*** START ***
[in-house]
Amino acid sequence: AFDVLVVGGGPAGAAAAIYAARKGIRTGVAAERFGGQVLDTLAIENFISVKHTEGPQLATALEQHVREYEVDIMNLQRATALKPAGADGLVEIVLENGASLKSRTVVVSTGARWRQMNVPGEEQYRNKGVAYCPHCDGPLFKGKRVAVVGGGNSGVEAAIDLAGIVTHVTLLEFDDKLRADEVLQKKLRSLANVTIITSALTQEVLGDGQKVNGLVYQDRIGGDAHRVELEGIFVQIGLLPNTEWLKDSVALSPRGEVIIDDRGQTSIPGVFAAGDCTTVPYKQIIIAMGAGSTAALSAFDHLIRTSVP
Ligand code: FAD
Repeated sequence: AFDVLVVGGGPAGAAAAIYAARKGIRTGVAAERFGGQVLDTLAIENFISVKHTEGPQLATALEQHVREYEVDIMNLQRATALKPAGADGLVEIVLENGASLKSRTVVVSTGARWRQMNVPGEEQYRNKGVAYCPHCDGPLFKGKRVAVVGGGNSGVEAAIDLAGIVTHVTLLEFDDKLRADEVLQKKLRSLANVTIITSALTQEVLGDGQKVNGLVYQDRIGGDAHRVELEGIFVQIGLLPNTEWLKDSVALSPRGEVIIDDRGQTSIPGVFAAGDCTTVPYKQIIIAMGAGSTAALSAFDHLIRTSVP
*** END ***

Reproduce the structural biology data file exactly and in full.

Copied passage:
[in-house]
Amino acid sequence: AFDVLVVGGGPAGAAAAIYAARKGIRTGVAAERFGGQVLDTLAIENFISVKHTEGPQLATALEQHVREYEVDIMNLQRATALKPAGADGLVEIVLENGASLKSRTVVVSTGARWRQMNVPGEEQYRNKGVAYCPHCDGPLFKGKRVAVVGGGNSGVEAAIDLAGIVTHVTLLEFDDKLRADEVLQKKLRSLANVTIITSALTQEVLGDGQKVNGLVYQDRIGGDAHRVELEGIFVQIGLLPNTEWLKDSVALSPRGEVIIDDRGQTSIPGVFAAGDCTTVPYKQIIIAMGAGSTAALSAFDHLIRTSVP
Ligand code: FAD
Repeated sequence: AFDVLVVGGGPAGAAAAIYAARKGIRTGVAAERFGGQVLDTLAIENFISVKHTEGPQLATALEQHVREYEVDIMNLQRATALKPAGADGLVEIVLENGASLKSRTVVVSTGARWRQMNVPGEEQYRNKGVAYCPHCDGPLFKGKRVAVVGGGNSGVEAAIDLAGIVTHVTLLEFDDKLRADEVLQKKLRSLANVTIITSALTQEVLGDGQKVNGLVYQDRIGGDAHRVELEGIFVQIGLLPNTEWLKDSVALSPRGEVIIDDRGQTSIPGVFAAGDCTTVPYKQIIIAMGAGSTAALSAFDHLIRTSVP